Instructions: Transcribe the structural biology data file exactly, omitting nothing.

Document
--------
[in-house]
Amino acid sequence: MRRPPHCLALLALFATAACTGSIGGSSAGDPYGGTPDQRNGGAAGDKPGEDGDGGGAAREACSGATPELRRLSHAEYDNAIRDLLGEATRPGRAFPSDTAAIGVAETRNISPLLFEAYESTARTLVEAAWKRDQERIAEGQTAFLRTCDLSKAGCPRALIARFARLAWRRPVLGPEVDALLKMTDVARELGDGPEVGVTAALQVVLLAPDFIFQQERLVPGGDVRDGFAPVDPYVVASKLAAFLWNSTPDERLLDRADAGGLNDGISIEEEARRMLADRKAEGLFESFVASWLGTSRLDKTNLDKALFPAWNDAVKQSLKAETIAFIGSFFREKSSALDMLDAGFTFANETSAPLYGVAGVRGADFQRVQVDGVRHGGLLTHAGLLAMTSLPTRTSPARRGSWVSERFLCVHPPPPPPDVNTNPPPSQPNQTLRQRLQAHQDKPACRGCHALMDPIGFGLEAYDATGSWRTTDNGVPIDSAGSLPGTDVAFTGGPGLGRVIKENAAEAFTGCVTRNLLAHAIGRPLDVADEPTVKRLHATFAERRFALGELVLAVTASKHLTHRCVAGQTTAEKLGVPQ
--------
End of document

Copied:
[in-house]
Amino acid sequence: MRRPPHCLALLALFATAACTGSIGGSSAGDPYGGTPDQRNGGAAGDKPGEDGDGGGAAREACSGATPELRRLSHAEYDNAIRDLLGEATRPGRAFPSDTAAIGVAETRNISPLLFEAYESTARTLVEAAWKRDQERIAEGQTAFLRTCDLSKAGCPRALIARFARLAWRRPVLGPEVDALLKMTDVARELGDGPEVGVTAALQVVLLAPDFIFQQERLVPGGDVRDGFAPVDPYVVASKLAAFLWNSTPDERLLDRADAGGLNDGISIEEEARRMLADRKAEGLFESFVASWLGTSRLDKTNLDKALFPAWNDAVKQSLKAETIAFIGSFFREKSSALDMLDAGFTFANETSAPLYGVAGVRGADFQRVQVDGVRHGGLLTHAGLLAMTSLPTRTSPARRGSWVSERFLCVHPPPPPPDVNTNPPPSQPNQTLRQRLQAHQDKPACRGCHALMDPIGFGLEAYDATGSWRTTDNGVPIDSAGSLPGTDVAFTGGPGLGRVIKENAAEAFTGCVTRNLLAHAIGRPLDVADEPTVKRLHATFAERRFALGELVLAVTASKHLTHRCVAGQTTAEKLGVPQ